I’ve decided to reorganise my time to try living all the first seconds in minutes, then all the second thirds, then all the third fourths and so on. After working on that for quite a while I realised that I must have made a fundamental mistake somewhere.  I couldn’t figure out where I made the mistake, and eventually I gave up, but I was pleased with myself that I’d realised that I couldn’t figure out where I’d made the mistake. Instead I decided to reorganise my time to try living all the first seconds in minutes, then all the second seconds, then all the third seconds and so on. I haven’t figured out how to do that yet, but it’s a start.

    I’ve been thinking about whether to consider assessing the possibility of evaluating if it might be a good idea to deliberate on the potential for cogitation visa vis reviewing the feasibility of deliberation over contemplating rumination in respect of the aforementioned in this sentence. I haven’t made my mind up yet, or made my mind up about making my mind up yet, or made my mind up about whether to make my mind up about making my mind up yet, etc., but it’s a start, or not, either of which may be a good thing, though I haven’t made my mind up about that yet. But making my mind up that I haven’t made my mind up about whether I’ve made my mind up yet is a start.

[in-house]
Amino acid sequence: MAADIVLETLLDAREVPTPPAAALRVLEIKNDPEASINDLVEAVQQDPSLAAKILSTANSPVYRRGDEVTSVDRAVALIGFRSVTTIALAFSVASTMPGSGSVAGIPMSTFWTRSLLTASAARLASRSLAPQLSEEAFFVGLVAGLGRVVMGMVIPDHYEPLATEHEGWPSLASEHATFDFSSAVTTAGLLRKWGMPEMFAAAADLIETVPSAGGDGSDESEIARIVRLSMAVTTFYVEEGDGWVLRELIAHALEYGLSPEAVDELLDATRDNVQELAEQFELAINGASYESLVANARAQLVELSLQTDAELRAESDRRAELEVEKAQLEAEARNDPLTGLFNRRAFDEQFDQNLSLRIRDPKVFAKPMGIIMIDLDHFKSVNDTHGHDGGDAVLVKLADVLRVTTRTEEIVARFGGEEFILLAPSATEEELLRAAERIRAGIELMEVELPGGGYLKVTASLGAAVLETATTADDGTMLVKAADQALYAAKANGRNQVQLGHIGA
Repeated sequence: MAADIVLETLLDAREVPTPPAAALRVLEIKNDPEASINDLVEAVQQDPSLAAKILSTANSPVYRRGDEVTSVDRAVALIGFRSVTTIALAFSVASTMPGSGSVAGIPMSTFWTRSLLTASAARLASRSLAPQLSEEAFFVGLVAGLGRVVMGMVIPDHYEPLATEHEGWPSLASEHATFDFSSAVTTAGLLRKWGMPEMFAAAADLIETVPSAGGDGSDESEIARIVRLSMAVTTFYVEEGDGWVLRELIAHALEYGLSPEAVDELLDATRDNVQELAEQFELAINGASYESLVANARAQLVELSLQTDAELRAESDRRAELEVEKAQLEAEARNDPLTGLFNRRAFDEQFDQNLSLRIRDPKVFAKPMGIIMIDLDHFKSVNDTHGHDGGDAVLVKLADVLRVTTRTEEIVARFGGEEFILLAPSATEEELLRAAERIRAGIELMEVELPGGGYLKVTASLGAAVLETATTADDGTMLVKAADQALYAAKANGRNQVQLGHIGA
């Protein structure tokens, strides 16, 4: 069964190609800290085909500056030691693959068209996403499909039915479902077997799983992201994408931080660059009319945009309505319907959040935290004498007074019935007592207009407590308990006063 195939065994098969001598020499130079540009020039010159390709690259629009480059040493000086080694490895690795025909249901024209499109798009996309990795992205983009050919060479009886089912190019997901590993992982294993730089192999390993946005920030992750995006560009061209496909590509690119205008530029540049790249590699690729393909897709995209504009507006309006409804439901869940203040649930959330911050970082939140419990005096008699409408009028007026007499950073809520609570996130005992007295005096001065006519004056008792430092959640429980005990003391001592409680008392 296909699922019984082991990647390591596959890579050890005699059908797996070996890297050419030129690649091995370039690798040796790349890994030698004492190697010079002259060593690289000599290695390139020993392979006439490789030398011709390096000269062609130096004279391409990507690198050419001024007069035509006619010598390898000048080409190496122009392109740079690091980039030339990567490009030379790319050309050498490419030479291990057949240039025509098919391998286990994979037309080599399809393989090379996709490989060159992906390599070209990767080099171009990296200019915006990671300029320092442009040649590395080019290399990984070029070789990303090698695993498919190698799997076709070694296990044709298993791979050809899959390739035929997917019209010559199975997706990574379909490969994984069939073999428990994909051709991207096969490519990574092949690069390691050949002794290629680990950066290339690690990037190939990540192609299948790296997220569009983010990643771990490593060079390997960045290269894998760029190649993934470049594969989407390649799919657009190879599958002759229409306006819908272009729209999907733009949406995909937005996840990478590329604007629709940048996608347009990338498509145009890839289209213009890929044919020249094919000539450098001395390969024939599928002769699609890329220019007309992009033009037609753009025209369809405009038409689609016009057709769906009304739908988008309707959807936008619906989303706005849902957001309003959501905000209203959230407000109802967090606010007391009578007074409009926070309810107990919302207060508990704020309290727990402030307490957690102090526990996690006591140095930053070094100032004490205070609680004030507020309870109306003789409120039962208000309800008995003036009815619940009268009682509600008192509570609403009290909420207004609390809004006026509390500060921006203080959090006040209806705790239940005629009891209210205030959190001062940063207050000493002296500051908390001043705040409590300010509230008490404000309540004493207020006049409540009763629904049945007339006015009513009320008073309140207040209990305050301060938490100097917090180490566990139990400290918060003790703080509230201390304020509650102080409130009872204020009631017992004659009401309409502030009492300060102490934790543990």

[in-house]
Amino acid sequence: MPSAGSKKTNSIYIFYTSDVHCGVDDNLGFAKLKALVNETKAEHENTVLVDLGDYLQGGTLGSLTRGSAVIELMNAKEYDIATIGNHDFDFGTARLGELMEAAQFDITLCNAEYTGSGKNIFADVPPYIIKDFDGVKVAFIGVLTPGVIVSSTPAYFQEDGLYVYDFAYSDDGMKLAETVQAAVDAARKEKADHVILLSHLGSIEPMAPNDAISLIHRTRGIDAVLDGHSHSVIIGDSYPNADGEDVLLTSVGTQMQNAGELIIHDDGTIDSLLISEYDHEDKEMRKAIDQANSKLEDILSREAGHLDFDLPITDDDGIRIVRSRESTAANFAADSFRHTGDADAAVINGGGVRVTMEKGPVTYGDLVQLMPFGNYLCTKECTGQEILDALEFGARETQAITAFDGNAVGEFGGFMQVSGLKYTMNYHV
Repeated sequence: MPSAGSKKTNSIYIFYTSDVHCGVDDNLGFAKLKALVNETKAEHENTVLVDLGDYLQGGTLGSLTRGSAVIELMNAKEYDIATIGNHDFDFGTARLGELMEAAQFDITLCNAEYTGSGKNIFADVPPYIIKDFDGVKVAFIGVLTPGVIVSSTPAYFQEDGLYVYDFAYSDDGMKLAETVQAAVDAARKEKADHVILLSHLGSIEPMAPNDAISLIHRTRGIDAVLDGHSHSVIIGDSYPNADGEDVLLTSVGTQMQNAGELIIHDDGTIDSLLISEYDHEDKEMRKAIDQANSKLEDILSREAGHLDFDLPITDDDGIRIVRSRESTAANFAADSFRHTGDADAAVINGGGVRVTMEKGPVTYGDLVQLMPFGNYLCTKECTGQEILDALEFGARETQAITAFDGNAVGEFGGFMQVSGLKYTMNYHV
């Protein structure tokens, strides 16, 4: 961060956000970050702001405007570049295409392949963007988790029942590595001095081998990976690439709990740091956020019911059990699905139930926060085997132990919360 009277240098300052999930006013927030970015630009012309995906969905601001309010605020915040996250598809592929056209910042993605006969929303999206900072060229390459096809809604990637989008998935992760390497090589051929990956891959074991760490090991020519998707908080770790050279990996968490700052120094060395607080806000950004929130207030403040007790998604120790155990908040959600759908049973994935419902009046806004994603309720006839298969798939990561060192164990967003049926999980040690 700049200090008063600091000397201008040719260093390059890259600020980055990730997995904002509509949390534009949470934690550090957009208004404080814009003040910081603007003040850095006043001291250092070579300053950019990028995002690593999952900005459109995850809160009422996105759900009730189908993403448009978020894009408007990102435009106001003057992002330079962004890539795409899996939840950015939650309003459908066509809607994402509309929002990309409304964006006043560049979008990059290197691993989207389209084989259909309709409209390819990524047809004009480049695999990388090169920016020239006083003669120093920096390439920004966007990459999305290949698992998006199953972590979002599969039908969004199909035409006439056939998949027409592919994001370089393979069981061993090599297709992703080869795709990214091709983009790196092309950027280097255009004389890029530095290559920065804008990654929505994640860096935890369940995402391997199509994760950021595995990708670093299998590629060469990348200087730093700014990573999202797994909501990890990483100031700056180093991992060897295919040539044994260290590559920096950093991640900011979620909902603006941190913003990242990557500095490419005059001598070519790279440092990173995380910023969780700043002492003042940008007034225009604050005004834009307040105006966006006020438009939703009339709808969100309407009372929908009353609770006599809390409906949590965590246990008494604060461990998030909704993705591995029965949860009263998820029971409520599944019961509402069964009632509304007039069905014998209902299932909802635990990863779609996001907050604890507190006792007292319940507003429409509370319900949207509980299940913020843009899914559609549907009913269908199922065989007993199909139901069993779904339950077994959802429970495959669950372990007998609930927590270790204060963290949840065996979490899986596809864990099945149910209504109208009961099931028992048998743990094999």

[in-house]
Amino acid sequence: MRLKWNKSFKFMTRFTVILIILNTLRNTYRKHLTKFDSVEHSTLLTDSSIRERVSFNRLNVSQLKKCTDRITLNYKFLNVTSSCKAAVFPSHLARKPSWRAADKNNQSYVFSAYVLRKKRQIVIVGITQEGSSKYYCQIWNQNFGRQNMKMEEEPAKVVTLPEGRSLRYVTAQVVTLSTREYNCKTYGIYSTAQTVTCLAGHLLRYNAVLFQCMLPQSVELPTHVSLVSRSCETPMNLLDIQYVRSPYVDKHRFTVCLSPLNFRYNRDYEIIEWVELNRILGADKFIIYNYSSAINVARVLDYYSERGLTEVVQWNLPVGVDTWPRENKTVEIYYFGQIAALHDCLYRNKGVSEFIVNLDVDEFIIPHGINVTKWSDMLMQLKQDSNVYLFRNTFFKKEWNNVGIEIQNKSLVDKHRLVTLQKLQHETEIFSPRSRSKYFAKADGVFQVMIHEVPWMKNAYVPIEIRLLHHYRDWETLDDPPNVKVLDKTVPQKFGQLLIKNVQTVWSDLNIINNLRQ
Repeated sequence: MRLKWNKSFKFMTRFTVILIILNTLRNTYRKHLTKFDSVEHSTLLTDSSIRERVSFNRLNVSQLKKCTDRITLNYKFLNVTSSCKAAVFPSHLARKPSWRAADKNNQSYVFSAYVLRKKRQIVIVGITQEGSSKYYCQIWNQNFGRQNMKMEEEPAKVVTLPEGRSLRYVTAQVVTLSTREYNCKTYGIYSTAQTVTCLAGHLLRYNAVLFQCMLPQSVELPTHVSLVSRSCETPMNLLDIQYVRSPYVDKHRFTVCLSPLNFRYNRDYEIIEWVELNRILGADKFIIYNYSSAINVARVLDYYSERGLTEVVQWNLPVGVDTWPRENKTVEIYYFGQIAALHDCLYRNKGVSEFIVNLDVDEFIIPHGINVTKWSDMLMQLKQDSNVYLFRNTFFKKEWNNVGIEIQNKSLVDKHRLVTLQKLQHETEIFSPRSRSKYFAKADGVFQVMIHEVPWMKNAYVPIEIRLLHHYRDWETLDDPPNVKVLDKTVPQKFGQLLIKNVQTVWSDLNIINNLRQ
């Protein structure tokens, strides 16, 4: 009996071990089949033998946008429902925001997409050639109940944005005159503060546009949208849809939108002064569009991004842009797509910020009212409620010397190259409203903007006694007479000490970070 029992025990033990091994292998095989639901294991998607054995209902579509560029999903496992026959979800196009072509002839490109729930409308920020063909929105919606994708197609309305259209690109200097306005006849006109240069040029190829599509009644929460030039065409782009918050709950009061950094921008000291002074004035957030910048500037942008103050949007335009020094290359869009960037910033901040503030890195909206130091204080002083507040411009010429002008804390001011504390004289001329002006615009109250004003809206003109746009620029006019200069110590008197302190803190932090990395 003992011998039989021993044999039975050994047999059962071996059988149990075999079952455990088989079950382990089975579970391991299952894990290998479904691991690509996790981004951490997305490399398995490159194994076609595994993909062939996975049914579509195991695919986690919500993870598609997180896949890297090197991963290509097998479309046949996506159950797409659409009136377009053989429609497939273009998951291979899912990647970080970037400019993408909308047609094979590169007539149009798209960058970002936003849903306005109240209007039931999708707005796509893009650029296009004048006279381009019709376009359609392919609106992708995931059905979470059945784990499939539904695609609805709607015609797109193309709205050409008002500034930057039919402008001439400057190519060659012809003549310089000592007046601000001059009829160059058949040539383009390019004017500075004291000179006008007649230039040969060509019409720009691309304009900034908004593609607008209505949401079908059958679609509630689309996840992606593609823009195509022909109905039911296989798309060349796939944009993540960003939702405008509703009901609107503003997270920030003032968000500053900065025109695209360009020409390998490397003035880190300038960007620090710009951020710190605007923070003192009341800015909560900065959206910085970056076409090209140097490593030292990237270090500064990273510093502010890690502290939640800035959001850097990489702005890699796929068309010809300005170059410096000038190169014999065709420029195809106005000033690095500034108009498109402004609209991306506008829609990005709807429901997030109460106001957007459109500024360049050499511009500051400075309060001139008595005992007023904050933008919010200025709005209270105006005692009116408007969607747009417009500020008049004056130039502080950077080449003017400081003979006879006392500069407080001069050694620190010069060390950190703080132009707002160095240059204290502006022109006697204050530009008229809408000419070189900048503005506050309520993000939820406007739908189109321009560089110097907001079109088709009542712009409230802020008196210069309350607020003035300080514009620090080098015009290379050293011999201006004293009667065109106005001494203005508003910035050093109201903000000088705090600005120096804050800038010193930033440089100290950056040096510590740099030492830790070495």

1. Just in case I’ve worried anyone – that was surreal self-mockery. I’m not that productive. I virtually hoard unfinished tasks for mythical better days and forget them like a senescent squirrel!

  2. I’ll keep your advice in mind every time I think my job sucks. I also constantly keep a plan B in case something goes wrong. Something I do since last time I was made redundant a bit more than two years ago. At least with freelancing you have some income and you patch a hole in your CV neatly.

      1. I would thought that they’d be happy to hire someone who takes initiative and does not let the hole in his/her CV to turn into an abyss.